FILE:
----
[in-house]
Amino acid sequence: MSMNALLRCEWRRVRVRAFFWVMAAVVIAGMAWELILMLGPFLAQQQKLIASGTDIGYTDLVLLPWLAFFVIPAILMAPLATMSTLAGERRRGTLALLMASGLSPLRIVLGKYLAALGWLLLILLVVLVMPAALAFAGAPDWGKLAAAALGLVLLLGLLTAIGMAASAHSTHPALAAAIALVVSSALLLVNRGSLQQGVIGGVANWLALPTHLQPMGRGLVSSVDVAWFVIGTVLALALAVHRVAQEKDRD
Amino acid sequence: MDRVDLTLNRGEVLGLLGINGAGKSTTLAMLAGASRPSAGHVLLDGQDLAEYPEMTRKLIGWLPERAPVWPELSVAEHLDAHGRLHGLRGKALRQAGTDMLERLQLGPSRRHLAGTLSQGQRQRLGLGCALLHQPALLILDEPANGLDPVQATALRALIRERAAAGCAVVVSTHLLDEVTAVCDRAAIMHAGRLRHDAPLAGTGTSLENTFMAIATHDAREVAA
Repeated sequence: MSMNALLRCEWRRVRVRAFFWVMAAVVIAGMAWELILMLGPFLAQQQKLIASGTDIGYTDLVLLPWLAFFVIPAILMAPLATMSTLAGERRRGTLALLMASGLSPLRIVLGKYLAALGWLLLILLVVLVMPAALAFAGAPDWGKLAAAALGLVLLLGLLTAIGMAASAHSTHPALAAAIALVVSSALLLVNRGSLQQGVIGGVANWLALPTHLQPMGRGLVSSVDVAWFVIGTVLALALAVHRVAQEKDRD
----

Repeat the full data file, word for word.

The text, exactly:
[in-house]
Amino acid sequence: MSMNALLRCEWRRVRVRAFFWVMAAVVIAGMAWELILMLGPFLAQQQKLIASGTDIGYTDLVLLPWLAFFVIPAILMAPLATMSTLAGERRRGTLALLMASGLSPLRIVLGKYLAALGWLLLILLVVLVMPAALAFAGAPDWGKLAAAALGLVLLLGLLTAIGMAASAHSTHPALAAAIALVVSSALLLVNRGSLQQGVIGGVANWLALPTHLQPMGRGLVSSVDVAWFVIGTVLALALAVHRVAQEKDRD
Amino acid sequence: MDRVDLTLNRGEVLGLLGINGAGKSTTLAMLAGASRPSAGHVLLDGQDLAEYPEMTRKLIGWLPERAPVWPELSVAEHLDAHGRLHGLRGKALRQAGTDMLERLQLGPSRRHLAGTLSQGQRQRLGLGCALLHQPALLILDEPANGLDPVQATALRALIRERAAAGCAVVVSTHLLDEVTAVCDRAAIMHAGRLRHDAPLAGTGTSLENTFMAIATHDAREVAA
Repeated sequence: MSMNALLRCEWRRVRVRAFFWVMAAVVIAGMAWELILMLGPFLAQQQKLIASGTDIGYTDLVLLPWLAFFVIPAILMAPLATMSTLAGERRRGTLALLMASGLSPLRIVLGKYLAALGWLLLILLVVLVMPAALAFAGAPDWGKLAAAALGLVLLLGLLTAIGMAASAHSTHPALAAAIALVVSSALLLVNRGSLQQGVIGGVANWLALPTHLQPMGRGLVSSVDVAWFVIGTVLALALAVHRVAQEKDRD